- The Washington Times - Wednesday, August 23, 2017

An acoustic attack on U.S. and Canadian diplomats in Cuba is “unprecedented,” State Department Spokeswoman Heather Nauert said Wednesday, after revelations that American employees have suffered severe health problems including mild brain injury and damage to the central nervous system believed to have come from exposure inaudible high-pitch sound.

“This is unprecedented, we have not seen this type of activity take place before,” Ms. Nauert said. “Nowhere.”

The occurrence of a sonic attack on North American diplomats first came to light earlier this month with the State Department saying staff at the embassy in Havana experienced “physical symptoms,” and the Associated Press reporting confirmation by U.S. Secretary of State Rex Tillerson that some staff suffered “hearing loss.”

Other U.S. employees were reported to have had headaches, nausea and balance disorders, among other symptoms. The State Department would not comment on the symptoms reported but said the U.S. government had sent medical professionals to embassy staff in Havana in addition to evacuating more serious cases to a Miami Hospital.

“Like any top-notch academic medical center in the nation, the University of Miami is often consulted regarding complex health care issues or emerging diseases. In the case of U.S. diplomats, our physicians were consulted by the State Department,” a statement from the university said, reported CBS.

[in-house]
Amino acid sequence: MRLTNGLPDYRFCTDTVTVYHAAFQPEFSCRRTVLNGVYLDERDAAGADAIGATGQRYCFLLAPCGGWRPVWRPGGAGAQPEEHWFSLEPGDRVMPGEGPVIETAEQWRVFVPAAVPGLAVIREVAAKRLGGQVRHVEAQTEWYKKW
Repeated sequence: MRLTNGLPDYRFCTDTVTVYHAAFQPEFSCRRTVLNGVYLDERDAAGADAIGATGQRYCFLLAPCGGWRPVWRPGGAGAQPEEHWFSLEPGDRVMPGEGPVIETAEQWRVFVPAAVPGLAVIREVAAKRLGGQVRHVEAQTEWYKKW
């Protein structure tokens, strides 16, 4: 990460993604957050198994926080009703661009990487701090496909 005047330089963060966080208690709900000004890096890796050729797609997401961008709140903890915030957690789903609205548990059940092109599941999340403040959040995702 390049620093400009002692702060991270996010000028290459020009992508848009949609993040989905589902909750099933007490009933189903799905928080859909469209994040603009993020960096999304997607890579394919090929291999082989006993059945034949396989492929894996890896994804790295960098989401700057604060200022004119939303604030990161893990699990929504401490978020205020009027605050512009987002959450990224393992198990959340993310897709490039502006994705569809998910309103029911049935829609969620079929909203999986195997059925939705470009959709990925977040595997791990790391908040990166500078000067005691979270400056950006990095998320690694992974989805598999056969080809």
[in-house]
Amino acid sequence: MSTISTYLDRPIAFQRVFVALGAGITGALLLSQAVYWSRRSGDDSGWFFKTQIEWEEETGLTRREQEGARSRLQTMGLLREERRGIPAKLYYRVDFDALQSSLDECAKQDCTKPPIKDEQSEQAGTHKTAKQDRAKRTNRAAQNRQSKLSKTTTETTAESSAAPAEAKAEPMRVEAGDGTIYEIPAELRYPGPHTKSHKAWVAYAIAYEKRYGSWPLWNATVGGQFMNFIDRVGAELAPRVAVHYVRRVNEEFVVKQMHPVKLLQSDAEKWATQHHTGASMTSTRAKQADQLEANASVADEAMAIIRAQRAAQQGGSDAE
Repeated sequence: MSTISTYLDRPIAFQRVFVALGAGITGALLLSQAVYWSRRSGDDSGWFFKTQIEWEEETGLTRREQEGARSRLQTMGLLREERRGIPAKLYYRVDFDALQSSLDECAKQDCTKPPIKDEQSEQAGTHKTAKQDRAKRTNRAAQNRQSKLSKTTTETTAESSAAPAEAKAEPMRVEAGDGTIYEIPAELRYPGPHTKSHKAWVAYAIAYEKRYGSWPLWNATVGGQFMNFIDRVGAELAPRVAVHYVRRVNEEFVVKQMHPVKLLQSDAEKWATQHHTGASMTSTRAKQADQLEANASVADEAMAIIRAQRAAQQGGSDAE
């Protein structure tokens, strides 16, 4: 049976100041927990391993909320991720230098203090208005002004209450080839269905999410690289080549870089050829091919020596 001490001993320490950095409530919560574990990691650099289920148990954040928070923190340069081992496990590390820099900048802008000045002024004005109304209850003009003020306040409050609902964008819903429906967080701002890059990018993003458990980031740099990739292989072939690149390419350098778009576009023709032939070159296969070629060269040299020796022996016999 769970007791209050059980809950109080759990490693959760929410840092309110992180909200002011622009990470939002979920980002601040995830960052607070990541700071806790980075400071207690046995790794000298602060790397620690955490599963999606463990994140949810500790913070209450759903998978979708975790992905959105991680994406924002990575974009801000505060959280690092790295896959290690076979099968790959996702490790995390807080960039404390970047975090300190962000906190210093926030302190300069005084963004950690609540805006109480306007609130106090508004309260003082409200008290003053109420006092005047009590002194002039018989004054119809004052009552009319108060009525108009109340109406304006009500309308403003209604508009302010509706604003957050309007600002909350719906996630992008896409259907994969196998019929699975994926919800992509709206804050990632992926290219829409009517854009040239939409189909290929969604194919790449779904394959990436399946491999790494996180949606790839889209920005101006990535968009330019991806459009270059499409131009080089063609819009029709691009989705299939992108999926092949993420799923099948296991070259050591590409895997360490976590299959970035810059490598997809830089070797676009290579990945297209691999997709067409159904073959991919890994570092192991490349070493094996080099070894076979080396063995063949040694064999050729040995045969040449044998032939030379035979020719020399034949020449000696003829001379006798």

A spokeswoman for Johns Hopkins confirmed that one of their doctors is advising the State Department on the issue.

Earlier this month it came to light that since December 2016, U.S. staff in Havana had been complaining of a range of symptoms that included nausea, problems with balance and hearing loss. Some staff were evacuated to medical facilities in Miami, Florida for treatment but others were treated in Havana by U.S. medical personnel brought in by the U.S. government, Ms. Nauert said.

“This is a matter we take very seriously, we are working and have been working to provide our staff and U.S. government employees with the best medical attention that we can provide to them.”

An investigation is ongoing across multiple U.S. agencies, Ms. Nauert added.

CBS news reported that a source within the State Department said it’s possible the attacks occurred either in diplomatic housing — provided by the Cuban government — or close by.

Earlier this month, the Cuban government denied any involvement in the attacks in a statement to CBS: “Cuba has never permitted, nor will permit, that Cuban territory be used for any action against accredited diplomatic officials or their families, with no exception.”

Stopping short of calling it reciprocity for the attacks, Ms. Nauert confirmed in early August that two employees in the Cuban Embassy in the U.S. were asked to return to their country.

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